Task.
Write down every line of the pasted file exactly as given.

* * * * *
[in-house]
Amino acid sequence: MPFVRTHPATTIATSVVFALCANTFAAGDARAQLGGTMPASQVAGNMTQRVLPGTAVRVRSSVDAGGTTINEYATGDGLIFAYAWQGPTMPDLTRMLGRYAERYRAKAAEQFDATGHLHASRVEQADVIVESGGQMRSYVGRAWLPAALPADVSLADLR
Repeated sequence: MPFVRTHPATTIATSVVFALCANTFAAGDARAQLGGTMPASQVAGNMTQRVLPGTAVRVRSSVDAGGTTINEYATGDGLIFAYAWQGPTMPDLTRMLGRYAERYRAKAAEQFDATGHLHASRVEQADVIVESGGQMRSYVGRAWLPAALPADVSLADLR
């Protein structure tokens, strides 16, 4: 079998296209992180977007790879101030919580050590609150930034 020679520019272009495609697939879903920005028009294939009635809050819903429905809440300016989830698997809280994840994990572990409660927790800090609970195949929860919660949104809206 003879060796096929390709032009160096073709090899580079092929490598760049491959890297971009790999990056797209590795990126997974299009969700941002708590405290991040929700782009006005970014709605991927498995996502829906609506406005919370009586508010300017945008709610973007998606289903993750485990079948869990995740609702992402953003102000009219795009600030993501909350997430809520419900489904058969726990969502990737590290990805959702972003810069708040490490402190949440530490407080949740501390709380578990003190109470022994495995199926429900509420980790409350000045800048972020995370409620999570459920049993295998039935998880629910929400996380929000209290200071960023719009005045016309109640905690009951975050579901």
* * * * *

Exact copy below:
[in-house]
Amino acid sequence: MPFVRTHPATTIATSVVFALCANTFAAGDARAQLGGTMPASQVAGNMTQRVLPGTAVRVRSSVDAGGTTINEYATGDGLIFAYAWQGPTMPDLTRMLGRYAERYRAKAAEQFDATGHLHASRVEQADVIVESGGQMRSYVGRAWLPAALPADVSLADLR
Repeated sequence: MPFVRTHPATTIATSVVFALCANTFAAGDARAQLGGTMPASQVAGNMTQRVLPGTAVRVRSSVDAGGTTINEYATGDGLIFAYAWQGPTMPDLTRMLGRYAERYRAKAAEQFDATGHLHASRVEQADVIVESGGQMRSYVGRAWLPAALPADVSLADLR
């Protein structure tokens, strides 16, 4: 079998296209992180977007790879101030919580050590609150930034 020679520019272009495609697939879903920005028009294939009635809050819903429905809440300016989830698997809280994840994990572990409660927790800090609970195949929860919660949104809206 003879060796096929390709032009160096073709090899580079092929490598760049491959890297971009790999990056797209590795990126997974299009969700941002708590405290991040929700782009006005970014709605991927498995996502829906609506406005919370009586508010300017945008709610973007998606289903993750485990079948869990995740609702992402953003102000009219795009600030993501909350997430809520419900489904058969726990969502990737590290990805959702972003810069708040490490402190949440530490407080949740501390709380578990003190109470022994495995199926429900509420980790409350000045800048972020995370409620999570459920049993295998039935998880629910929400996380929000209290200071960023719009005045016309109640905690009951975050579901």